Maryland travels to Columbus on Sunday to face an Ohio State team that they have seen once already this season.
Here are 5 things you need to know about the 1 p.m. matchup.
1) Diamond Stone will start
Maryland freshman Diamond Stone was a starter against Iowa for the first (intentional) time in Big Ten play against Iowa. Mark Turgeon said on Saturday that he has done enough to keep himself in that role.
To be honest, Stone struggled to begin the game against the Hawkeyes and many of the reasons Turgeon had moved Stone to the sixth man role showed up again. Iowa pushed the ball inside to center Adam Woodbury and he scored five points in four minutes. Stone got into foul trouble.
But, now, Turgeon says the only way for Stone to get better is by going through those experiences. He’s probably right. Teams need to shift into another gear at the end of the January and the best players need to be on the floor more consistently.
He is averaging 13 points and five rebounds in just 20 minutes per game. If his minutes get bumped up and he maintains that efficiency, we might be talking about not only the conference’s Freshman of the Year, but an All-Big Ten selection.
2) Second time around
It is never easy to play a team a second time around. You can ask Maryland about facing Northwestern again. Sure, Maryland put 100 points on the Buckeyes in their first matchup, but much of the issue on the Ohio State side was effort.
Back on their home floor and with that previous matchup in mind, effort shouldn’t be an issue.
So now Maryland has to look at the talent on the roster. JaQuan Lyle has been coming off the bench of late for the Buckeyes and is down numerically by a significant clip since the Maryland game. Instead, the scoring has been concentrated in the frontcourt.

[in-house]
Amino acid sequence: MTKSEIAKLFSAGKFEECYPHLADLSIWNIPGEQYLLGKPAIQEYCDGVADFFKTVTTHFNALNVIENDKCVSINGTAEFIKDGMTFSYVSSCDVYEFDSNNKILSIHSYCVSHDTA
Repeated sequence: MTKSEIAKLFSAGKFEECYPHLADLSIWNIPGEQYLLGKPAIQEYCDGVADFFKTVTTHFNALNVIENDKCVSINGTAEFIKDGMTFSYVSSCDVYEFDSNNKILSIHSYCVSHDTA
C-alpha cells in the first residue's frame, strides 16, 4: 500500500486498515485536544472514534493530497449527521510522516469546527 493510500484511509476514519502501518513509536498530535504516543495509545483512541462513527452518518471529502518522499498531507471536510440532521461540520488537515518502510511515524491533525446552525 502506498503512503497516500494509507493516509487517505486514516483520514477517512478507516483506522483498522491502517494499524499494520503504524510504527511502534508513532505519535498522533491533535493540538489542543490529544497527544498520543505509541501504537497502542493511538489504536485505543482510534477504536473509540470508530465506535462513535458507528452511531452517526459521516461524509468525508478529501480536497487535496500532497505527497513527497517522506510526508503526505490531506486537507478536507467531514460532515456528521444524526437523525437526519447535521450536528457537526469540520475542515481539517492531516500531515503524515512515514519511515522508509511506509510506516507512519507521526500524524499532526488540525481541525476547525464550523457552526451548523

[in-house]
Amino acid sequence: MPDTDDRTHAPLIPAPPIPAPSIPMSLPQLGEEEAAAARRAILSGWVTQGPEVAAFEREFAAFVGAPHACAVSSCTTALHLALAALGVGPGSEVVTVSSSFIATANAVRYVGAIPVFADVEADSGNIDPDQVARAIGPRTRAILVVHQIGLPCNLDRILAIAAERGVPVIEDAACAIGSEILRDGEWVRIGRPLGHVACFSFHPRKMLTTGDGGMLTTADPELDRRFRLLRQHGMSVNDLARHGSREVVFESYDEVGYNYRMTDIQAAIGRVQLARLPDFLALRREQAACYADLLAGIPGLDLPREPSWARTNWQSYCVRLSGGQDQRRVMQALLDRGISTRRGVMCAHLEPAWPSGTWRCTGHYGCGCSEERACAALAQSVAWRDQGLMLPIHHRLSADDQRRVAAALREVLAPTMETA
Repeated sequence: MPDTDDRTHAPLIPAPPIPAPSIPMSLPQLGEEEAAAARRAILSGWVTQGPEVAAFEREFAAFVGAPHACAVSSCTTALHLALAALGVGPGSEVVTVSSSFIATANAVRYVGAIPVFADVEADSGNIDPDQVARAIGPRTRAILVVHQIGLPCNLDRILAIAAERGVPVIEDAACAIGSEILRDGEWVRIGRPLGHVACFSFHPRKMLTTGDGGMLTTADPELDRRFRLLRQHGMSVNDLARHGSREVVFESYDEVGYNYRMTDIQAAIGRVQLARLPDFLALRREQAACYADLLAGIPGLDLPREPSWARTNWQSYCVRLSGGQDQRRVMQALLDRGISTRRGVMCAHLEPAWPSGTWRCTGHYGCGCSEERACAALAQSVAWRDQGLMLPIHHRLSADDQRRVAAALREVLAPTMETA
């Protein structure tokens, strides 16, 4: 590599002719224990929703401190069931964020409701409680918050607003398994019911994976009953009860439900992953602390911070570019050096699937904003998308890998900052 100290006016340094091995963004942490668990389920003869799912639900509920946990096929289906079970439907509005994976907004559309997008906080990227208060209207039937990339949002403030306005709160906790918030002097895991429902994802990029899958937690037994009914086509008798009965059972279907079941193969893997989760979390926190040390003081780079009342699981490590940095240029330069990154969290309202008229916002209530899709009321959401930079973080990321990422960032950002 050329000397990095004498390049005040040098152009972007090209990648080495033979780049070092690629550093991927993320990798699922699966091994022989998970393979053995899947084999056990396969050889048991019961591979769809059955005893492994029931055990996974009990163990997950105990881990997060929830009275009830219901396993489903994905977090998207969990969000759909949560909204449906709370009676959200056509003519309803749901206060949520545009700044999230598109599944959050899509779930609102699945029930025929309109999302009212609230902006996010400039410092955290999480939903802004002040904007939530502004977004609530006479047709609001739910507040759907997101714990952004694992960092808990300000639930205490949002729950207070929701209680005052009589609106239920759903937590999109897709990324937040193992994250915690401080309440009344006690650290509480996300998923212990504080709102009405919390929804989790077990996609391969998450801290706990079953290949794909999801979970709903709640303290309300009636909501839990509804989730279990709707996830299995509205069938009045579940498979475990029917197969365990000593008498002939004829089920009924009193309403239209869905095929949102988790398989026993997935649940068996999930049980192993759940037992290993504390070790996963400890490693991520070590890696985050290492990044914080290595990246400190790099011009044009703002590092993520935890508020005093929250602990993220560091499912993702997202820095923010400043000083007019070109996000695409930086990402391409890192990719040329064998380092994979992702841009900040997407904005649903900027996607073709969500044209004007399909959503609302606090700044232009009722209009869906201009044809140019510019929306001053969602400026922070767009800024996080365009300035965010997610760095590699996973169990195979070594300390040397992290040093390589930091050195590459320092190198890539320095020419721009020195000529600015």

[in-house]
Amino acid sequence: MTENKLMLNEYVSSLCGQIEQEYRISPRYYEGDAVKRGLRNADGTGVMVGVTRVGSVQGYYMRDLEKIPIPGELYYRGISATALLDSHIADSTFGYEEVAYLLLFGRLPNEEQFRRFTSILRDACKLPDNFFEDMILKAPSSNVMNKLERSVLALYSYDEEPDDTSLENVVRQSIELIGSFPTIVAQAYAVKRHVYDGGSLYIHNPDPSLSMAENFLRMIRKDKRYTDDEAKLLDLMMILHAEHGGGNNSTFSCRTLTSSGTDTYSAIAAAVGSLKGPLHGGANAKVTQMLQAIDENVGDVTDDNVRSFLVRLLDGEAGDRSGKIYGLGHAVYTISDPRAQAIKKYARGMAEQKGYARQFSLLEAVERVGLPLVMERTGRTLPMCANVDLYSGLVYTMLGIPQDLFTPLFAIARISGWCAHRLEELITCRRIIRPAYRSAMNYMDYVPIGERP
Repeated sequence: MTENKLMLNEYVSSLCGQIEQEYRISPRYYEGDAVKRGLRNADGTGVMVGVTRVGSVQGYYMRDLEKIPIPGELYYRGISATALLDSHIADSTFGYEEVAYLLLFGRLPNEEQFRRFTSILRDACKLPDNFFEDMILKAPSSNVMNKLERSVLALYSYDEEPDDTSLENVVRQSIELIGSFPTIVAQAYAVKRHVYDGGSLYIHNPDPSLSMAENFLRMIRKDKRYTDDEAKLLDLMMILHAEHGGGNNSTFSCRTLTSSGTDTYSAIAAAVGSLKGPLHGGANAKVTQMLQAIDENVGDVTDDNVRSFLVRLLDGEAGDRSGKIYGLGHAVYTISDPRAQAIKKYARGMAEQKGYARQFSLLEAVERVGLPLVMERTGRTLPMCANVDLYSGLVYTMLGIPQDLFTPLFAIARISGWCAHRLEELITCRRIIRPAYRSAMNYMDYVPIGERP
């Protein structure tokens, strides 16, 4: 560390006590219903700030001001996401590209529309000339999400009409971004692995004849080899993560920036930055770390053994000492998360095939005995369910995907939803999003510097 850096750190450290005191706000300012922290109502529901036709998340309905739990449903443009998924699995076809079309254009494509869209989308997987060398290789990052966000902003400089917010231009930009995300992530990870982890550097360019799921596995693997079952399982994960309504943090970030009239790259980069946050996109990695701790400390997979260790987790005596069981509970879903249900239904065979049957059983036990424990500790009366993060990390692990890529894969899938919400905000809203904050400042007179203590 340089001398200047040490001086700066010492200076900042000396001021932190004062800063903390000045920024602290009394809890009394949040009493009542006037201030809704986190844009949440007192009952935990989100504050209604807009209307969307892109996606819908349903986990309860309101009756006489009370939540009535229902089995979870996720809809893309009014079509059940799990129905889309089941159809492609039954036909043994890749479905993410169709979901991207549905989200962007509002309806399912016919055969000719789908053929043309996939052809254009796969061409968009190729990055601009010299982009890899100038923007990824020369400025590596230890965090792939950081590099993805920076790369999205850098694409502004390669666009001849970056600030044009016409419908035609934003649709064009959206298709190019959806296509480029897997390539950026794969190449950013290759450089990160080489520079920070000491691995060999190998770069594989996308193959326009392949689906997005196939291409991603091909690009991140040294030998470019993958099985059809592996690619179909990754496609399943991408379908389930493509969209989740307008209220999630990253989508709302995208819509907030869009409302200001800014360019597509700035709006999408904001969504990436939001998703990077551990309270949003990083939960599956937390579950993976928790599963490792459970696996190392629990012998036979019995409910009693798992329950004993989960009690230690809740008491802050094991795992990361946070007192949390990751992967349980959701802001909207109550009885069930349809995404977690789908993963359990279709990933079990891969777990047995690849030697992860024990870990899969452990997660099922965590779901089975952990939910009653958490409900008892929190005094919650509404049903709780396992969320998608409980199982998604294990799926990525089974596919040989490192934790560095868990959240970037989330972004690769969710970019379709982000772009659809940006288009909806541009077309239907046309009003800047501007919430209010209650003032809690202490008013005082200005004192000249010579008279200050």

3) Still able to win without “Scoring Melo”
Maryland has shown this season that, because of their balance, they can win games without Melo Trimble being hot or in a scoring mindset. That’s a major positive and a reason to believe that the Terrapins’ ceiling is as high or higher than anyone else in the country’s.
Offensively, their starting five is as good as any other. Part of that is because of the evolution of Trimble’s game. If he is not scoring, this season he has grown as a passer to facilitate the offense for others.
Rasheed Sulaimon, Jake Layman, Robert Carter, Jr., and Diamond Stone have all shown that on a given night they can be the featured scorer and that makes this team overwhelming difficult to guard if they are clicking.
4) Need to continue the defensive effort
An immense amount of credit goes to Layman and Carter for setting the tone defensively against Iowa star Jarrod Uthoff the last time out. They do not win that game is Uthoff even has a decent game. The two combined to more or less shut him down.
But that cannot be a one-time thing.
Defense is where Maryland is the weakest, if you were to point out a soft spot on this team. It especially tends to show itself against versatile, smaller teams like Iowa. But have they now turned a corner? If the effort like against the Hawkeyes persists, they may have.
5) A tough schedule spot
Maryland’s win over Iowa was crucial from a resume-building perspective because the Terrapins do not have all that many chances to grab quality victories. That also means that there are plenty of pitfalls remaining, including against Ohio State on Sunday.
A win is not a signature win. But a loss to the No. 69 KenPom team -- a streaky team that has played well at different times this year, but poorly in others -- starts to shift the conversation about Maryland back in the other direction.
That direction is more about the Terrapins as a No. 4 or No. 5 seed instead of somewhere No. 1 to No. 3.
It is a difficult spot to be in because losing possible quality wins creates the narrative that you cannot win quality games. But losing games in which you are favored means you cannot win games you are “supposed” to win. So just go undefeated, right?